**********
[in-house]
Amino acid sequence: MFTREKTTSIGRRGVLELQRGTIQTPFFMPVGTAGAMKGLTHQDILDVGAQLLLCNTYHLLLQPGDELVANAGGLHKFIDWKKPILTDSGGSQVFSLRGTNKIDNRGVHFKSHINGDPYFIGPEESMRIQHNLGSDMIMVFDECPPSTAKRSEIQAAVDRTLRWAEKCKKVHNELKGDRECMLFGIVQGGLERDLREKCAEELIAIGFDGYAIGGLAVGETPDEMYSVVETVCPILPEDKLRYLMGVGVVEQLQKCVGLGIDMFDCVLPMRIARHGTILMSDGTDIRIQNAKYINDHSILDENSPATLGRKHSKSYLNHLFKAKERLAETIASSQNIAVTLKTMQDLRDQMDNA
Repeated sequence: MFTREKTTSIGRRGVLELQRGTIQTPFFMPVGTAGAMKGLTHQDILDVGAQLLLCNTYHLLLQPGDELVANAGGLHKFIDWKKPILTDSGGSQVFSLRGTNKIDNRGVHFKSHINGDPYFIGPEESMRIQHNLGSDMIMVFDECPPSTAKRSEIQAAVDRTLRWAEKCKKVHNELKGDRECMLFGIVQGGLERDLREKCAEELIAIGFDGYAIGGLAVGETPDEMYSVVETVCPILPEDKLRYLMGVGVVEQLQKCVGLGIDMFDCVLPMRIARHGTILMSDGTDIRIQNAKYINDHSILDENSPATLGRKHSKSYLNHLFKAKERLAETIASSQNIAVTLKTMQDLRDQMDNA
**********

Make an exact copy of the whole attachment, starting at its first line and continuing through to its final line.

[in-house]
Amino acid sequence: MFTREKTTSIGRRGVLELQRGTIQTPFFMPVGTAGAMKGLTHQDILDVGAQLLLCNTYHLLLQPGDELVANAGGLHKFIDWKKPILTDSGGSQVFSLRGTNKIDNRGVHFKSHINGDPYFIGPEESMRIQHNLGSDMIMVFDECPPSTAKRSEIQAAVDRTLRWAEKCKKVHNELKGDRECMLFGIVQGGLERDLREKCAEELIAIGFDGYAIGGLAVGETPDEMYSVVETVCPILPEDKLRYLMGVGVVEQLQKCVGLGIDMFDCVLPMRIARHGTILMSDGTDIRIQNAKYINDHSILDENSPATLGRKHSKSYLNHLFKAKERLAETIASSQNIAVTLKTMQDLRDQMDNA
Repeated sequence: MFTREKTTSIGRRGVLELQRGTIQTPFFMPVGTAGAMKGLTHQDILDVGAQLLLCNTYHLLLQPGDELVANAGGLHKFIDWKKPILTDSGGSQVFSLRGTNKIDNRGVHFKSHINGDPYFIGPEESMRIQHNLGSDMIMVFDECPPSTAKRSEIQAAVDRTLRWAEKCKKVHNELKGDRECMLFGIVQGGLERDLREKCAEELIAIGFDGYAIGGLAVGETPDEMYSVVETVCPILPEDKLRYLMGVGVVEQLQKCVGLGIDMFDCVLPMRIARHGTILMSDGTDIRIQNAKYINDHSILDENSPATLGRKHSKSYLNHLFKAKERLAETIASSQNIAVTLKTMQDLRDQMDNA